Will a dramatic new hairstyle change your life? We investigate
One writer gets to the root cause of the ‘new hair, new me’ phenomenon
You are what your hairstyle deems you to be. Plait? Nerd. Bob. Corporate. Spikes? Aspiring Roadies contestant.
Coco Chanel made matters worse when she said “A woman who changes her hair is about to change her life.” With the onset of social media, this thought was plastered across Facebook walls, Instagram feeds and our minds.
So when a 19-year-old me walked into an overpriced salon to get my dramatic hair transformation – from boring black to dip-dyed grey ombre – I was determined to walk out feeling like a cooler, more confident version of myself.
Except I felt exactly the same.
All that changed was the number of zeroes in my bank account and the moisture retention of my hair (four rounds of bleach can do a lot more damage than you think).
Why do we pay so much attention to our crowning glory? Zingranwon Shatsang of hipster-favourite Zido, explains,”Hair is an integral part of an Indian woman’s self-identity. When people come for haircuts, I notice they feel very vulnerable when it comes to changes; it’s like we are redefining their personality.”
She goes on to talk about how the popular notion of perfect hair means “no frizz, shiny, with no sign of grey hair or dandruff. Basically, what you see in hair commercials.”
And Bollywood has done a great job reinforcing this standard of beauty – if you haven’t mastered Poo’s hair flip from Kabhi Khushi Kabhie Gham, are you even eligible to apply for college?
“A celebrity client once spoke to me about how Hollywood considers hair transformations an integral aspect of moulding a character, but if a Bollywood actress experiments with her hair, she gets typecast,” says hair and makeup artist Krisann Figueiredo.
“In fact, even brides are sceptical of experimenting — they want to stick to the slick and straight, tried and tested bridal looks,” she adds.
“The average woman thinks that curly hair looks unprofessional and not neat enough. I’ve always had curly hair, and while my mother was completely fine with me styling it however I wanted, my aunts would force me to tie it up because they thought it looked messy.”
Long flowing tresses are linked with femininity — No hair to coyly tuck behind your ear automatically translates to no sanskaar or sharam.
“I have always had short hair,” says model Haima Simoes. She tried to grow it out, but realised she preferred it short. “If I want to look feminine, I style it a certain way and that’s about it.” she adds.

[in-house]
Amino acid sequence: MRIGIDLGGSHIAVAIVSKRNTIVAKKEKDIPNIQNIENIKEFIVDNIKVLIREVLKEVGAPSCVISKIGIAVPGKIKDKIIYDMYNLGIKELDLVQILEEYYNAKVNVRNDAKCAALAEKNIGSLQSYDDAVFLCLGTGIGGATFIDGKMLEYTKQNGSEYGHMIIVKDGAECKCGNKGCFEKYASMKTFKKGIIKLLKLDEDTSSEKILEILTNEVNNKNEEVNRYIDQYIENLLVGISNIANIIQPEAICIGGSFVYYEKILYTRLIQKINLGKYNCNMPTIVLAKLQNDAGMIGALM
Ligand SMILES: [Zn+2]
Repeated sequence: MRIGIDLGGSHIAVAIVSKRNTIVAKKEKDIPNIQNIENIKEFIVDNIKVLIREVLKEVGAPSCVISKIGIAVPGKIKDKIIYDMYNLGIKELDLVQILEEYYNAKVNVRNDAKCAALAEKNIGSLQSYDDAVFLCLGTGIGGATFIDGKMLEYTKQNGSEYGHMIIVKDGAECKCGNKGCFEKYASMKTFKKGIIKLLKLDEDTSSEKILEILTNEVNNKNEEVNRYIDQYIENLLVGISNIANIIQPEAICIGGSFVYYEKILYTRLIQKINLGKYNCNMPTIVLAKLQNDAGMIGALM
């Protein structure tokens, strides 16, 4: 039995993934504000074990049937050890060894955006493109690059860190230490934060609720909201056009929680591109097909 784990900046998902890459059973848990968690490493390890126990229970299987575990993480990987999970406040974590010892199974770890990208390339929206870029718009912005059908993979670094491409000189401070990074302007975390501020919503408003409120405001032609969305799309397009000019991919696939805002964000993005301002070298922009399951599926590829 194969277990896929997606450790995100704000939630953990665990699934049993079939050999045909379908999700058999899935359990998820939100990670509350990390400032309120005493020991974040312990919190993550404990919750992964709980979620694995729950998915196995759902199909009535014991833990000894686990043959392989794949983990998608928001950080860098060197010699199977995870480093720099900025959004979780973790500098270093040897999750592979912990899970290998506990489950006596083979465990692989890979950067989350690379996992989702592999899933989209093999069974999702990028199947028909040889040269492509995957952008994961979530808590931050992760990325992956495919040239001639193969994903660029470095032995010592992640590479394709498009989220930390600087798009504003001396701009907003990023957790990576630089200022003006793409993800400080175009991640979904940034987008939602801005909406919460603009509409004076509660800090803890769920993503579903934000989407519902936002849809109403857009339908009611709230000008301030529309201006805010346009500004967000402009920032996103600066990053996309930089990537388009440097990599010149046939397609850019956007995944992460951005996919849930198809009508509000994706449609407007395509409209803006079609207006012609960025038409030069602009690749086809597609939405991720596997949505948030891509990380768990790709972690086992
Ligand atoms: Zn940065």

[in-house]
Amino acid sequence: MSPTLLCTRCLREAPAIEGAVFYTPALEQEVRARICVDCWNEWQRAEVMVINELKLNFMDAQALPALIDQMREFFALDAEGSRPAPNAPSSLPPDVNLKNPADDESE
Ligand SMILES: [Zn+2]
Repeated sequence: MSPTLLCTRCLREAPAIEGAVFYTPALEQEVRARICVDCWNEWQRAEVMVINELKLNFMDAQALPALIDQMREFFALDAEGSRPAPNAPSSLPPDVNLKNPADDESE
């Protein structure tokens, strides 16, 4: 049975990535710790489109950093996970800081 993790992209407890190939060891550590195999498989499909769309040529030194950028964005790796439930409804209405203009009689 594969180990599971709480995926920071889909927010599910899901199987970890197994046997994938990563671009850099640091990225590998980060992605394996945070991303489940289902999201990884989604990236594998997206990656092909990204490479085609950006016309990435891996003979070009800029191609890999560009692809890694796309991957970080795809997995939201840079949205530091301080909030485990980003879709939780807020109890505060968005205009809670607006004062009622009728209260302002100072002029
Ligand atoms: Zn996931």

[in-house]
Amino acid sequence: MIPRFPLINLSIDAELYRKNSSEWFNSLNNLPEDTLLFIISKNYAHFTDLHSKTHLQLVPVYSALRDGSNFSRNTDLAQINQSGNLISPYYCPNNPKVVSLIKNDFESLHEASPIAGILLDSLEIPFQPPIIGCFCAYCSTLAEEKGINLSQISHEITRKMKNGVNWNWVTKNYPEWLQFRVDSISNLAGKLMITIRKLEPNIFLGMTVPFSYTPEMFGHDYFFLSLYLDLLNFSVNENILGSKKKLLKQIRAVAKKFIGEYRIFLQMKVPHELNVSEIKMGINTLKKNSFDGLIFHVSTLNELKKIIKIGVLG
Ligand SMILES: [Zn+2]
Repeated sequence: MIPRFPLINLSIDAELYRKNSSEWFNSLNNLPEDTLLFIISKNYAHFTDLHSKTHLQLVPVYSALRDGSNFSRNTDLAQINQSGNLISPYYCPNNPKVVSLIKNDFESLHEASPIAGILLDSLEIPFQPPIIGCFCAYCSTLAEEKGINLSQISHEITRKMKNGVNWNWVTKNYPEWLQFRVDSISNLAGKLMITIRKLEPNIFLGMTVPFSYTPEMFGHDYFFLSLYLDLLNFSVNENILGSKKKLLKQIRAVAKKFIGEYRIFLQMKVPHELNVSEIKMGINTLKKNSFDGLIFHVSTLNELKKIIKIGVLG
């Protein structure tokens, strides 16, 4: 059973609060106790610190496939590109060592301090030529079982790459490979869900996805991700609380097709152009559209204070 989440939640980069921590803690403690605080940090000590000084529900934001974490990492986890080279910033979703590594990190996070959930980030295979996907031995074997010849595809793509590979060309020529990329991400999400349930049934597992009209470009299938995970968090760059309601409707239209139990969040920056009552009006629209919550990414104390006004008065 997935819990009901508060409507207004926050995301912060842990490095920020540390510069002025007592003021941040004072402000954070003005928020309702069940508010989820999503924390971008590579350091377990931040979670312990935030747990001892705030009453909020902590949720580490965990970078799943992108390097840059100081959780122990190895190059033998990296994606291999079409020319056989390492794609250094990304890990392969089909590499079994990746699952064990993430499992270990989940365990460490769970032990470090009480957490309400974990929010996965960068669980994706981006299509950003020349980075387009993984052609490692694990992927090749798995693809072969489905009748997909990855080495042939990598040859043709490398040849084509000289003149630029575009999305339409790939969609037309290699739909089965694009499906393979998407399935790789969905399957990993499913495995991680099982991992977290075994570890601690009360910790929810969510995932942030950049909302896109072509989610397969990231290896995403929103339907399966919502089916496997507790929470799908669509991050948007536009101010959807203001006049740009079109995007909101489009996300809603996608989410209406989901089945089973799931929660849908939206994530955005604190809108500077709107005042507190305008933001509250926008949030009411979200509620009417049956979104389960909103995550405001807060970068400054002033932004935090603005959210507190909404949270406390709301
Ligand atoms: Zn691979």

Between traditional stereotypes, and the trope that dramatic hair transformations lead to equally dramatic life changes, it’s no surprise that changing your hairstyle from bum-length to bob is a weighty one.
Like you’re doing it to make a statement. Or rebel against your nani, mummy and the ghane lambe baal that they, shikakai and amla have tirelessly worked towards achieving.
Getting to the root of the matter
But the beauty of hair transformations is that they can do exactly what you want them to do. Make a statement to yourself, the world, or literally not change anything except the way you look.
Preksha Khanna who shaved her head says, “I used to talk and sometimes joke about shaving my hair, since college, but I never took it that seriously myself. What made me do it was the realisation that nothing is stopping me except myself.”
Sometimes, it’s not the hairstyle or the look that is transformative but simply the act of doing it.
“I felt so light. Both literally and figuratively,” adds Khanna, who received (and ignored) unsolicited advice that ranged from “your head is not egg-shaped enough to look good bald” to “you will look like a boy”.
In my case, it was the first time I had done something so “out there”. As an introvert, drawing attention to myself makes me queasy and uncomfortable.
But that time, I pushed those thoughts away and followed my whim through. I had done something I was afraid of, and life hadn’t fallen apart.
Hair transformations also act as mouthpieces for things that people might not be able to say. Photographer Shreya Shetty’s long hair was an integral part of her identity. “It stopped being part of who I was and started to define me. I added too much of my self-worth to it.”
So chopping off her hair was a significant act – “My family is fairly open, but they’re set in their ways and were used to my long hair — so getting my hair cut the first time felt like an act of defiance. When I finally did it, loving myself without hiding behind my lovely locks felt heartbreaking yet empowering.”
“People still seem apprehensive because everyone talks when you mess with your hair, but now I see some openness to the idea of unconventional hairstyles. The internet has made new trends accessible,” says Shatsang, on the trend of experimental hairdos.
An act of self-love, gesture of defiance, or simply boredom — if hair transformations make you feel good, get the global pink, shave the curls off or grow out your bob. Write your own hairy tale, you’re the one who has to live it.
WATCH NOW: How to get the perfect blowdry *and make it last*